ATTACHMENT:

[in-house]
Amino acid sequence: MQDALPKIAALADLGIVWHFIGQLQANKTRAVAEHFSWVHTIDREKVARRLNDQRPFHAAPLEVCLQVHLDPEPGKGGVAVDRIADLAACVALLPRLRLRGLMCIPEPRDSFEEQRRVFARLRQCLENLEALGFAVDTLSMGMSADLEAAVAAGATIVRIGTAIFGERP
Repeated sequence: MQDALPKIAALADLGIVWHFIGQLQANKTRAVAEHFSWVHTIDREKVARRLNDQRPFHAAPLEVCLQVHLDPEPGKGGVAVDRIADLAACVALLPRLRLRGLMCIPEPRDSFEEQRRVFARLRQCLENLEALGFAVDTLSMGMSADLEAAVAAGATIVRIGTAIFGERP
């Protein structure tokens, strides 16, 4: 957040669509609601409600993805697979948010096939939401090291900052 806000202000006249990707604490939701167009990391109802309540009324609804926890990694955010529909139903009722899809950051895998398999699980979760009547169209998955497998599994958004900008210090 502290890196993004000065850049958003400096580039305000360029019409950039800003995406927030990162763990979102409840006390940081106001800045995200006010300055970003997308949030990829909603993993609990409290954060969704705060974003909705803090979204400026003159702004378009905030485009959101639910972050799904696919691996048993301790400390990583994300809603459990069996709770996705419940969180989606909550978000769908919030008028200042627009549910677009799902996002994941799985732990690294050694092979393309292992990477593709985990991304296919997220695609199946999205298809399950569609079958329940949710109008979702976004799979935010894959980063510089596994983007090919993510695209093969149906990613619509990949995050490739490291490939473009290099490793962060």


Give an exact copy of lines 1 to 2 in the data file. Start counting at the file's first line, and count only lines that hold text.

[in-house]
Amino acid sequence: MQDALPKIAALADLGIVWHFIGQLQANKTRAVAEHFSWVHTIDREKVARRLNDQRPFHAAPLEVCLQVHLDPEPGKGGVAVDRIADLAACVALLPRLRLRGLMCIPEPRDSFEEQRRVFARLRQCLENLEALGFAVDTLSMGMSADLEAAVAAGATIVRIGTAIFGERP